The trail to Deeks Lake features lots of road walking and an insanely steep trail. You’ll gain nearly 1000m! It finishes with a visit to a small lake hemmed in by trees. It’s hard to even get to the lakeshore. And once you’re there, you’re surrounded by mountains… but you can’t see any of them! Then, to top it off, you have to go down, down, DOWN that steep trail back to the car. My knees hurt just thinking about it.
Where to Hike Instead: If you want to do a steep hike to a beautiful mountain lake, head to Wedgemount Lake instead. (It’s one of the best hikes in Whistler.) The hike is just as steep in places, but the lake and views at the top are far superior. (Your knees will still hurt on the way down though!)
Joffre Lakes on the Weekend
Joffre Lakes is a beautiful hike to three gorgeous glacier lakes. But you know what’s not beautiful? Having to park several kilometers away then risk your life walking down the highway because the parking lot is full. Once you hit the trail you’ll be trudging uphill nose to tail with thousands of other hikers and tourists. Then waiting in line (yes, there literally is a line) to take photos at the key spots everyone has seen on Instagram. Honestly in my opinion, the insane levels of crowds at Joffre Lakes have turned it one of the worst hikes in Vancouver.
Where to Hike Instead: If you still want to hike Joffre Lakes, go on a weekday. It will still be crowded, but not insane. If you want to hike to a gorgeous blue glacial lake surrounded by peaks, head to Watersprite Lake. The hike will require more effort than Joffre, but the views are just as nice and the crowds are much smaller.
READ NEXT: Most Instagrammed Hikes in Vancouver
Woodland Walk to Sawblade Falls
For me, a hike should be a peaceful experience, a time to appreciate nature. And I certainly can’t get that on the Woodland Walk trail. You see, there’s a gun club and firing range just downslope. You can hear the sound of gunfire almost the entire hike. At times it seems frighteningly close! If that doesn’t deter you from hiking this trail, maybe the endless road walking through ragged second growth forest will? Sawblade Falls is pretty enough, but it’s nothing special. It’s definitely not worth the effort it takes to get there in my opinion.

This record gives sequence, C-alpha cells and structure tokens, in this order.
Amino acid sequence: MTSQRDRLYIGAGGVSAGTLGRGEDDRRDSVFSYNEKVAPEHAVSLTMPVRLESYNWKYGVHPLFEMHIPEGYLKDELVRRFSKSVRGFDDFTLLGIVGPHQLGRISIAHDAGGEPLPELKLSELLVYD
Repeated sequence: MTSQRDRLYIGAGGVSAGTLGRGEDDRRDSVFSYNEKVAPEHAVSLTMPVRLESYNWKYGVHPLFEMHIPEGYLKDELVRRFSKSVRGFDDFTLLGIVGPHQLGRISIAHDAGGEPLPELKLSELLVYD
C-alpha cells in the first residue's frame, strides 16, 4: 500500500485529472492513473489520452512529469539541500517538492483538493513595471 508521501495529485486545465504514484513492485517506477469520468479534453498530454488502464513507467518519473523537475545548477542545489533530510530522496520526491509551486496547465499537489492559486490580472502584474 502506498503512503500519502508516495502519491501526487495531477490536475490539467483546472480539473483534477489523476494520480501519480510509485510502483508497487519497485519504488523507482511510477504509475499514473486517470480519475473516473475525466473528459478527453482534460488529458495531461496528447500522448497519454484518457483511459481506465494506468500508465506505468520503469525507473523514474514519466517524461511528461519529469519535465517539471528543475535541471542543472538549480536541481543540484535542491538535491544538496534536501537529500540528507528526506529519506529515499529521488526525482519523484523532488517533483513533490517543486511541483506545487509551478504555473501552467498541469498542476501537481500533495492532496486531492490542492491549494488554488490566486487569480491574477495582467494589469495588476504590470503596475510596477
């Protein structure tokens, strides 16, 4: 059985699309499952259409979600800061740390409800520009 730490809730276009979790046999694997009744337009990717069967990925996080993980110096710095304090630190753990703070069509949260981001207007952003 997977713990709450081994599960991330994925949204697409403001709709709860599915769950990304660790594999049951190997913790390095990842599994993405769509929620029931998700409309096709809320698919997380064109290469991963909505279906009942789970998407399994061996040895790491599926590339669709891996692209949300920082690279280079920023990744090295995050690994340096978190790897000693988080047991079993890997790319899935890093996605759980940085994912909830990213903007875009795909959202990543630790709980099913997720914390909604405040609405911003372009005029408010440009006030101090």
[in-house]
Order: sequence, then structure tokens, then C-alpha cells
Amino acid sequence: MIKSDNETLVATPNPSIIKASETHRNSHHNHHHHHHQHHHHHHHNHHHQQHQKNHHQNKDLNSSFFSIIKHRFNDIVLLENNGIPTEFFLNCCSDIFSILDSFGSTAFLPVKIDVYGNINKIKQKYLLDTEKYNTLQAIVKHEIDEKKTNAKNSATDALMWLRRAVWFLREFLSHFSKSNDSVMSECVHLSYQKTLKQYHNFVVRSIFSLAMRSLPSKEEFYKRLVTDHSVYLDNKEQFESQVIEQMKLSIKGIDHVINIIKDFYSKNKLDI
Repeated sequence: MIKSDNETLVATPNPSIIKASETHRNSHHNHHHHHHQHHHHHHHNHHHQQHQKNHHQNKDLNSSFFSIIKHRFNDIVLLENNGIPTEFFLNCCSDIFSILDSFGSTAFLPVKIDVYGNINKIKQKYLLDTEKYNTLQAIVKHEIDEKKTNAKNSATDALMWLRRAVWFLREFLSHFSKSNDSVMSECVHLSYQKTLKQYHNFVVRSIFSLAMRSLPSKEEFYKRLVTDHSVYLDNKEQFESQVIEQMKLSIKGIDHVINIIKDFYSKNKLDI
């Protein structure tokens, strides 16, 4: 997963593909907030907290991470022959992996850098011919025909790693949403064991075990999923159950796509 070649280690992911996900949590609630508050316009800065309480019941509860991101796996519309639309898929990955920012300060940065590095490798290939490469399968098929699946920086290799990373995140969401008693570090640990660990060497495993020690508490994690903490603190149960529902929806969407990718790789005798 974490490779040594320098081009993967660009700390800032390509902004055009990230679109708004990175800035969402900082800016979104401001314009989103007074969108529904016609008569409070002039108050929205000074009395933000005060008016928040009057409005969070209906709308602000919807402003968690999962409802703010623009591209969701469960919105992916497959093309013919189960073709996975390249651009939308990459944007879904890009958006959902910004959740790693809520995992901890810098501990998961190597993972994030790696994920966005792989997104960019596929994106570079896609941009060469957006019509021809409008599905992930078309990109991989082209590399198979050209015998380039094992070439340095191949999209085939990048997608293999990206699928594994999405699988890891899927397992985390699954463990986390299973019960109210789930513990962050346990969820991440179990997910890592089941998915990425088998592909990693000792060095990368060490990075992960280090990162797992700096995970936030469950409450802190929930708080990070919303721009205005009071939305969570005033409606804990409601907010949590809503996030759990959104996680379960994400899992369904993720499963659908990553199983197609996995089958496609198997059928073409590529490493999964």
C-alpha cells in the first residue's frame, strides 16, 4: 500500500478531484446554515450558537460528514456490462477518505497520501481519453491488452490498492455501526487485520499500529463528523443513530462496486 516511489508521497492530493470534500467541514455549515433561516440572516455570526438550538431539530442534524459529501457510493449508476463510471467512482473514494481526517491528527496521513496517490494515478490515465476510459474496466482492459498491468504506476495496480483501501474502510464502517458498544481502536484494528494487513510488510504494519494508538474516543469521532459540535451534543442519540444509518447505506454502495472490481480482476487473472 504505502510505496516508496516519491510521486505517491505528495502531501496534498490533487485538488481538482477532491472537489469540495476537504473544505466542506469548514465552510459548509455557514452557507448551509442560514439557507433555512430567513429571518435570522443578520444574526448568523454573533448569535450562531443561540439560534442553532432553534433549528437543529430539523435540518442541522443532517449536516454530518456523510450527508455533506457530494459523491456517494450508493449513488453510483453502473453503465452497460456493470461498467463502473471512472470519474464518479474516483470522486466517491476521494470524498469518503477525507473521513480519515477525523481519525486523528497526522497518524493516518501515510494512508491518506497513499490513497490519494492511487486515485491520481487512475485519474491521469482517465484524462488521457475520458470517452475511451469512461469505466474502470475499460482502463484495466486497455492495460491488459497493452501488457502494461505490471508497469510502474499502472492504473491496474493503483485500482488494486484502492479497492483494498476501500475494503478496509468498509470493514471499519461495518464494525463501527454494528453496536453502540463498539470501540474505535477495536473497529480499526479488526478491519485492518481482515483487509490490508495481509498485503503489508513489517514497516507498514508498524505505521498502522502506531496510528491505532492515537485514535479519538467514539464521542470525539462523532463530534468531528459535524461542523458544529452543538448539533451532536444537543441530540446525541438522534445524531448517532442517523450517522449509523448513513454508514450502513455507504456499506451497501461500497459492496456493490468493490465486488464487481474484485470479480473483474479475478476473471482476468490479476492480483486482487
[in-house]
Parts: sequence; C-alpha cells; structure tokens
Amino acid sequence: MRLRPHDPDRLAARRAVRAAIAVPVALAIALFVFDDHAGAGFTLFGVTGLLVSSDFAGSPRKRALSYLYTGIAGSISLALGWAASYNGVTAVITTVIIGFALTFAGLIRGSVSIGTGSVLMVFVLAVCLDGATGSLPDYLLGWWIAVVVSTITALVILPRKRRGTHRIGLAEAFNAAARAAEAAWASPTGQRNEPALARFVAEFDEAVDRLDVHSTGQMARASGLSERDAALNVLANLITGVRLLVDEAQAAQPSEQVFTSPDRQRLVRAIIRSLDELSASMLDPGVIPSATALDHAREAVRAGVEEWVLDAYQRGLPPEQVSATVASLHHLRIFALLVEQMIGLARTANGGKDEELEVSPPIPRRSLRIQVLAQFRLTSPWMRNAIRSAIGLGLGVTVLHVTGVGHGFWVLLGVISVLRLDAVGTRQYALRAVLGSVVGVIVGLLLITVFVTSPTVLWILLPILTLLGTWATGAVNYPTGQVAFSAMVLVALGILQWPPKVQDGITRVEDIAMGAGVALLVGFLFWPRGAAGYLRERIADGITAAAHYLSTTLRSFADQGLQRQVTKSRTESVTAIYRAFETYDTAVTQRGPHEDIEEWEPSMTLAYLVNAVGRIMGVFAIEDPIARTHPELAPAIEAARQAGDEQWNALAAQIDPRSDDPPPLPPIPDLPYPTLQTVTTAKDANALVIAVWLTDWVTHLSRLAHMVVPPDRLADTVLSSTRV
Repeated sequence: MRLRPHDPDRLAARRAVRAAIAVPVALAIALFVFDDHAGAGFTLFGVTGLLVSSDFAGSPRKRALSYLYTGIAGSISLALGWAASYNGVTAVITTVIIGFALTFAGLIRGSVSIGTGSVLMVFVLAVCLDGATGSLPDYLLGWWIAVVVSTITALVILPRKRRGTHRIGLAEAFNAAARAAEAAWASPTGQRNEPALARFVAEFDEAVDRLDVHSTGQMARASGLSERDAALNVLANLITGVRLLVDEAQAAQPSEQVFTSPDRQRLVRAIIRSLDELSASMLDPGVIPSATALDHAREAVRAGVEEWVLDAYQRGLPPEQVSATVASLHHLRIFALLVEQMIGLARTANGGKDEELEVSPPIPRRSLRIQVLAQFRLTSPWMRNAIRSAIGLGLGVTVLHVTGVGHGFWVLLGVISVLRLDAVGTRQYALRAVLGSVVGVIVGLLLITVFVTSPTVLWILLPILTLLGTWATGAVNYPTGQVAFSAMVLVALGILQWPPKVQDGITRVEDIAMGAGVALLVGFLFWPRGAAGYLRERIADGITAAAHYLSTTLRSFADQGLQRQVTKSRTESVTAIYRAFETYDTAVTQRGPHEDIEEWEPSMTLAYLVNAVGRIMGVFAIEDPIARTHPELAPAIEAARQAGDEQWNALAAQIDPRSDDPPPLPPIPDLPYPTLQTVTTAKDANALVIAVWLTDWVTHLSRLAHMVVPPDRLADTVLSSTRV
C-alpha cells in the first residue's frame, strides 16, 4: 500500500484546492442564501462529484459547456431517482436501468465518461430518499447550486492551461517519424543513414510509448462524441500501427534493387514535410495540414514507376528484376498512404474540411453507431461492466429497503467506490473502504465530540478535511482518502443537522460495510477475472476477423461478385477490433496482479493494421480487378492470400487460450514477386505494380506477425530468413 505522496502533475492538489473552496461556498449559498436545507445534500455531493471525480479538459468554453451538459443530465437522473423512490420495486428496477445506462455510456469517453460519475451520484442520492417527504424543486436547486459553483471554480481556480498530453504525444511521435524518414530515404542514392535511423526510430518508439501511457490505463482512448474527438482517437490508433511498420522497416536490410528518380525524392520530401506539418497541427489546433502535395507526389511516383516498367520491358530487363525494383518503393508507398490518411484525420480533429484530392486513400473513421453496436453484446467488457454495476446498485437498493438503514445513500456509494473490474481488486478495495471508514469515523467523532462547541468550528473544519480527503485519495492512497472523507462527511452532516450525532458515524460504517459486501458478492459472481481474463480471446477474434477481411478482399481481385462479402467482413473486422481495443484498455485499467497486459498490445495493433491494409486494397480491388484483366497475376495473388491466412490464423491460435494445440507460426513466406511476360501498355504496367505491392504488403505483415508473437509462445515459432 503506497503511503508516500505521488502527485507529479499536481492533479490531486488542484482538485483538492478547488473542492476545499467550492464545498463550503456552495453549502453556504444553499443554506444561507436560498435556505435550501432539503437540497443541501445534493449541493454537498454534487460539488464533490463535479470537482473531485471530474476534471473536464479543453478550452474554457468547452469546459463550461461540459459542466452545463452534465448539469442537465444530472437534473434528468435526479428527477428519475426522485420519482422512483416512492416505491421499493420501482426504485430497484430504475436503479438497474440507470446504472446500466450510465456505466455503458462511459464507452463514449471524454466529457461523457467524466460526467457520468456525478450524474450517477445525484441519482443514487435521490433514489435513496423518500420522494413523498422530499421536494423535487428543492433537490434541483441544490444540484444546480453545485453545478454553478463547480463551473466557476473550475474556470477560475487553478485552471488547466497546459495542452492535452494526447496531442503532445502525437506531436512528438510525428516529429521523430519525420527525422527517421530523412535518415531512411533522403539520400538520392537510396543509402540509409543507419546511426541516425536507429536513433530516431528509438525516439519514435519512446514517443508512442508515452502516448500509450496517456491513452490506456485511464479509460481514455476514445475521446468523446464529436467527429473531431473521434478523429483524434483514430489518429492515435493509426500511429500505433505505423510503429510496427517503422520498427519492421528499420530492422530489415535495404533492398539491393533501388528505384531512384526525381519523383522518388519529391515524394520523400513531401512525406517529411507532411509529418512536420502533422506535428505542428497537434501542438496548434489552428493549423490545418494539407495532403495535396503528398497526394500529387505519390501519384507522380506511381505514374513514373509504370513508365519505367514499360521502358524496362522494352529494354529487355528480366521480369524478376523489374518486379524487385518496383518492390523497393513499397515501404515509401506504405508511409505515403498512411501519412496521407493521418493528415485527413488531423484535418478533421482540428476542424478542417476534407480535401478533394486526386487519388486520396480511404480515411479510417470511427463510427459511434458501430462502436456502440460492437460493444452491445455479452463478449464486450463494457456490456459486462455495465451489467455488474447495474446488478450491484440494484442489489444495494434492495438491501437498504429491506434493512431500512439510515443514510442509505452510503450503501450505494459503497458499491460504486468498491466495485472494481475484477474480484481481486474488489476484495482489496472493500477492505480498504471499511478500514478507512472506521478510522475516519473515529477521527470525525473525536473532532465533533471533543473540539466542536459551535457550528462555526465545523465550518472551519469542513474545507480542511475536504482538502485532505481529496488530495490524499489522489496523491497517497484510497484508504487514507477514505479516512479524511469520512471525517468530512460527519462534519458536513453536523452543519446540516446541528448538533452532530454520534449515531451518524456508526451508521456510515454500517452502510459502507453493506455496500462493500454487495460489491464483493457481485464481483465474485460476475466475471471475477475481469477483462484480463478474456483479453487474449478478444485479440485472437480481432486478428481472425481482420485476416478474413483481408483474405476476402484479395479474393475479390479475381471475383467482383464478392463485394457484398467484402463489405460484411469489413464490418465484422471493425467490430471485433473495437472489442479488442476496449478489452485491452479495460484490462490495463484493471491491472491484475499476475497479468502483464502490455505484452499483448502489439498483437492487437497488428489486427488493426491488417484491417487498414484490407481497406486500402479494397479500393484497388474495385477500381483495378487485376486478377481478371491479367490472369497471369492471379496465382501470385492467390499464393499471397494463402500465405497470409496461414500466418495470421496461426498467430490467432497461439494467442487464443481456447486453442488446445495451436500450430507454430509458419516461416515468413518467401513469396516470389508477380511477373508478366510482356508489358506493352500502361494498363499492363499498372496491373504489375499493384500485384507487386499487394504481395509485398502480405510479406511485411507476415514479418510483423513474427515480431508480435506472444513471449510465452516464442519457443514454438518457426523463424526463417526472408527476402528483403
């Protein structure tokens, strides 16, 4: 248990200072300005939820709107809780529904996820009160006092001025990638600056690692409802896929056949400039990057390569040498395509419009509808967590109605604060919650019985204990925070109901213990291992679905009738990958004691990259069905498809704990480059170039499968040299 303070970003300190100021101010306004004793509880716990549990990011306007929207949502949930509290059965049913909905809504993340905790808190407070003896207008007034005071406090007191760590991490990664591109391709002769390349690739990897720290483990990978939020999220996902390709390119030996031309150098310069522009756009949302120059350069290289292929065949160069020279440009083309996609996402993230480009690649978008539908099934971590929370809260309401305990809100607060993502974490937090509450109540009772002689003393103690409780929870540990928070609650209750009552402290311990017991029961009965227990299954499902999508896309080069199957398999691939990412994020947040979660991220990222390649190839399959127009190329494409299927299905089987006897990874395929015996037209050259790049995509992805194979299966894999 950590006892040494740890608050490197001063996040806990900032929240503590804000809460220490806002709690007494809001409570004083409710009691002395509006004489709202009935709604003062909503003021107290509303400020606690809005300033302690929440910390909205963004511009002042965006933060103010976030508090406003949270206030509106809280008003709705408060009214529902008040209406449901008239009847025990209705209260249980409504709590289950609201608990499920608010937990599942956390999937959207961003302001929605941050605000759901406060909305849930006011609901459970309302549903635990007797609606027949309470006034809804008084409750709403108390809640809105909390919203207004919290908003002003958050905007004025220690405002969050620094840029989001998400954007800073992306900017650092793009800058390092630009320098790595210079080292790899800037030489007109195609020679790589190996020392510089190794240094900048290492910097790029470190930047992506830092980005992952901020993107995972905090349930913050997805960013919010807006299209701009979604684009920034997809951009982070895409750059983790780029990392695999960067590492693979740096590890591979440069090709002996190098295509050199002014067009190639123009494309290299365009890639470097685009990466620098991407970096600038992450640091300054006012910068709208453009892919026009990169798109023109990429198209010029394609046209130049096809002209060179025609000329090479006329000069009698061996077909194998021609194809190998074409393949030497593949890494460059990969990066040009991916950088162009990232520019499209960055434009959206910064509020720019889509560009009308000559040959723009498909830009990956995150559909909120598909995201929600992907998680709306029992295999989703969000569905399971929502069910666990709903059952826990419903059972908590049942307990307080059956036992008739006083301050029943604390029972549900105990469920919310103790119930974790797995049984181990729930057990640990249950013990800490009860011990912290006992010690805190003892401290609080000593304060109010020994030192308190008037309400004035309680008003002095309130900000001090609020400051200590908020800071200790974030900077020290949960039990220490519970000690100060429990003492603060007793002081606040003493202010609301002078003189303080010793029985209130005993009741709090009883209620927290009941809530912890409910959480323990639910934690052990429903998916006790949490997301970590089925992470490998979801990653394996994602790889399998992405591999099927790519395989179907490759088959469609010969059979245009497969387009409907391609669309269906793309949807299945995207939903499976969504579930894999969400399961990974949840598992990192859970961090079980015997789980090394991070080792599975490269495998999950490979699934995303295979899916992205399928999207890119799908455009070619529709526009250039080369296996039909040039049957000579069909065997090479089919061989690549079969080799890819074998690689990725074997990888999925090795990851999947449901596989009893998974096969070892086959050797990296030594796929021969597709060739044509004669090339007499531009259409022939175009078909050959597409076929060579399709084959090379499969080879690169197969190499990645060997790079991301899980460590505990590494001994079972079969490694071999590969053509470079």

READ NEXT: Hike to Crooked Falls in Squamish
The trail to Quarry Rock is a pleasant walk through the forest to a rock outcropping with a view of Deep Cove. It’s an easy hike with a transit accessible trailhead, and proximity to famous Honey’s Doughnuts. And it’s crazy busy. In fact it’s so busy that the District of North Vancouver recently deployed rangers to make sure the crowds at the viewpoint weren’t large enough to put people in danger of falling! Quarry Rock is a nice hike, but I don’t think it lives up to the hype. There are lots of other easy trails with better views. (But no doughnuts though – you’ll have to bring your own.)
Where to Hike Instead: Lighthouse Park in West Vancouver has lots of easy trails that head through the forest to viewpoints on rock outcroppings. (It’s actually one of my favourite easy hikes in Vancouver.) And none of the viewpoints are ever exceptionally crowded. You can get views of Howe Sound, Burrard Inlet with downtown Vancouver in the background, the lighthouse or a pocket beach.
So there’s my list for the 10 worst hikes in Vancouver. Which ones do you agree with? Which Vancouver hikes would be on your worst list? Tell me in the comments.
More Vancouver Hikes (That DON’T Suck!)
- The 10 Best Hikes in Vancouver: A Local’s Guide
- The Best Vancouver Hiking Books
- Most Instagrammed Hikes in Vancouver
- Alternatives to the Grouse Grind: Steep Workout Hikes Near Vancouver
- 35 Vancouver Hikes You Can Get to on Transit
- Waterfalls Near Vancouver You Can Hike To
- 15 Unusual Hikes Near Vancouver
- 6 Easy Hikes in Vancouver for Beginners and Tourists
- The Best Hikes in Whistler: A Guide to All the Trails